Mr. Kern set up the Brent Kern Family Trust to take advantage of an anti-avoidance rule. This rule, in ITA s. 75(2) prevents high income taxpayers from splitting income with low-income taxpayers (usually family members). The rule says that, despite the transfer to the trust, any income, loss, capital gain or loss from the property transferred will be attributed to the transferor (so that it's taxed at his higher rate, rather than the lower tax rates that might apply to the trust's beneficiaries.)
The tax plan in this case turned (as do most) on a series of tax rules. As a first step, two family trusts bought shares from two family corporations. Because the family corporations were also beneficiaries of the trusts, the tax plan assumed that, because they sold their shares to the trusts, s. 75(2) would apply to attribute all income of the trusts back to the corporations. It didn't work.
Essentially, one of the family corporations earned income in 2005 and 2006, paid tax on it, and then paid the balance through to the Appellant trust as a dividend. The family corporation was also a beneficiary of the trust, and so the tax plan relied on s. 75(2) to say that, for tax purposes, the family corporation got the dividend income, not the trust. Because corporate dividends pass tax-free between corporations, the plan assumed that no tax was payable on the dividends. So, according to the taxpayers' view of the plan, the trust got the dividend money but did not need to report the income and the corporation reported the income but could claim the tax deduction under ITA s. 112 so that it also had no tax to pay.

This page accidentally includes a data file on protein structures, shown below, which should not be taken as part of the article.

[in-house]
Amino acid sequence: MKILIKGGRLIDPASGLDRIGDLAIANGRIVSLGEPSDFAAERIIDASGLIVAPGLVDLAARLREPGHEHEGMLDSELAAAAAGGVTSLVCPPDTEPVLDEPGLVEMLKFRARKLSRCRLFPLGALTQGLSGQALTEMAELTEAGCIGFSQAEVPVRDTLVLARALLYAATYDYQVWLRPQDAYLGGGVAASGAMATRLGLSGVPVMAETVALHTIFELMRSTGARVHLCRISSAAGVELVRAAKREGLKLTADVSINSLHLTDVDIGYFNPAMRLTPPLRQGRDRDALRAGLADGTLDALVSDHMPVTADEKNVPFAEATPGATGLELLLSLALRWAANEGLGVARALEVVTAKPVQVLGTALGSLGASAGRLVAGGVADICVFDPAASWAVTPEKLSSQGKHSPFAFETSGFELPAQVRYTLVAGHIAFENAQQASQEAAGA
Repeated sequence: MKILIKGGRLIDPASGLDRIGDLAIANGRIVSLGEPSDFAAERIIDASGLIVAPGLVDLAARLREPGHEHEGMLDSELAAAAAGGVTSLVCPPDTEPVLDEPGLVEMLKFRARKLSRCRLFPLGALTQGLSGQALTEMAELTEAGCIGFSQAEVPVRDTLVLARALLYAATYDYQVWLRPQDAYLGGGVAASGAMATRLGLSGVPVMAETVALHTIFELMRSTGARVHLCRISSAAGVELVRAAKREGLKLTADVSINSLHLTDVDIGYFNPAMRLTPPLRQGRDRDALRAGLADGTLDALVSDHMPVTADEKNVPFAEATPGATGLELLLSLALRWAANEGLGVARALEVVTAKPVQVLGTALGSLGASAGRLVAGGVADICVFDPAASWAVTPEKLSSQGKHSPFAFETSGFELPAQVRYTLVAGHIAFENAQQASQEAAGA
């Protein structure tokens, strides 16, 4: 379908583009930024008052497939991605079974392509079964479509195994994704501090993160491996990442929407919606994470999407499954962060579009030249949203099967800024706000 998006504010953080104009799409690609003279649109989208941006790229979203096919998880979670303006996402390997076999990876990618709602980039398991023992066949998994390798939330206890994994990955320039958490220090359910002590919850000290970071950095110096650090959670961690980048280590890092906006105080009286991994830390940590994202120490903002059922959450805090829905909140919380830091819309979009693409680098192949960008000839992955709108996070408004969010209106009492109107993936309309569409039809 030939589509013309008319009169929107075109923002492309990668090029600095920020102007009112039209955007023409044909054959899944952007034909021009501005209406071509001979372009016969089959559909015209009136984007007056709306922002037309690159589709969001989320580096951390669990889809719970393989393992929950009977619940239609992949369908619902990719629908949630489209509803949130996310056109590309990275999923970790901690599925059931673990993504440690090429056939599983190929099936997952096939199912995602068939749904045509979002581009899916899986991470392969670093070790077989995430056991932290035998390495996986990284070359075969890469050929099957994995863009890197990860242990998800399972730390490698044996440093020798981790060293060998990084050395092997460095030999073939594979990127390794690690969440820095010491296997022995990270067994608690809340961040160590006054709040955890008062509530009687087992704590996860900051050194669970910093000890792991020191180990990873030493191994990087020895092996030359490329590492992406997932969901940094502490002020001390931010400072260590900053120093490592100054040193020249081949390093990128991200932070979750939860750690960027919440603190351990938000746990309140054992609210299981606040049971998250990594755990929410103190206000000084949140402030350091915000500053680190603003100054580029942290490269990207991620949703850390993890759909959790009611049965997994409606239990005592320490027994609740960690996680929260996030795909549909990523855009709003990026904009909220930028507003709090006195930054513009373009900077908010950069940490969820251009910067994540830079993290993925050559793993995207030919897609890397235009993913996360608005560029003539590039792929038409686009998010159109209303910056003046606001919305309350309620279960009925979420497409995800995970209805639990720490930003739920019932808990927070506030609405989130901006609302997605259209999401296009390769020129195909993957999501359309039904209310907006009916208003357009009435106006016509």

Unfortunately for the family, within about 3 weeks of the hearing in their TCC appeal, the FCA decided that s. 75(2) does not apply where property is sold to a trust:
"[I]n Canada v Sommerer, 2012 FCA 207, 2012 DTC 5126 (FCA), the Federal Court of Appeal pronounced that a transfer by genuine sale will not invoke subsection 75(2), unlike in situations where the property is gifted." (Para. 2.)
So, Justice Bocock had no trouble saying that as the family corporation had sold its common shares to the trust, s. 75(2) did not apply. The tax plan was a wreck:
" To encapsulate, the Appellant trust purchased 100 common shares of Holdco (905558 Alberta Ltd.) for valuable consideration from OPCO (Wilf’s Oilfield). OPCO was also an enduring beneficiary under the Appellant trust. As such, subsection 75(2) does not apply to the dividend declared on the Holdco shares which comprised the property. The dividend income is not attributable to OPCO, but instead remains to the benefit and for the account of the Appellant."
See Brent Kern Family Trust v. The Queen, (2013 TCC Boccok); affirmed 2014 FCA 230 (CanLII)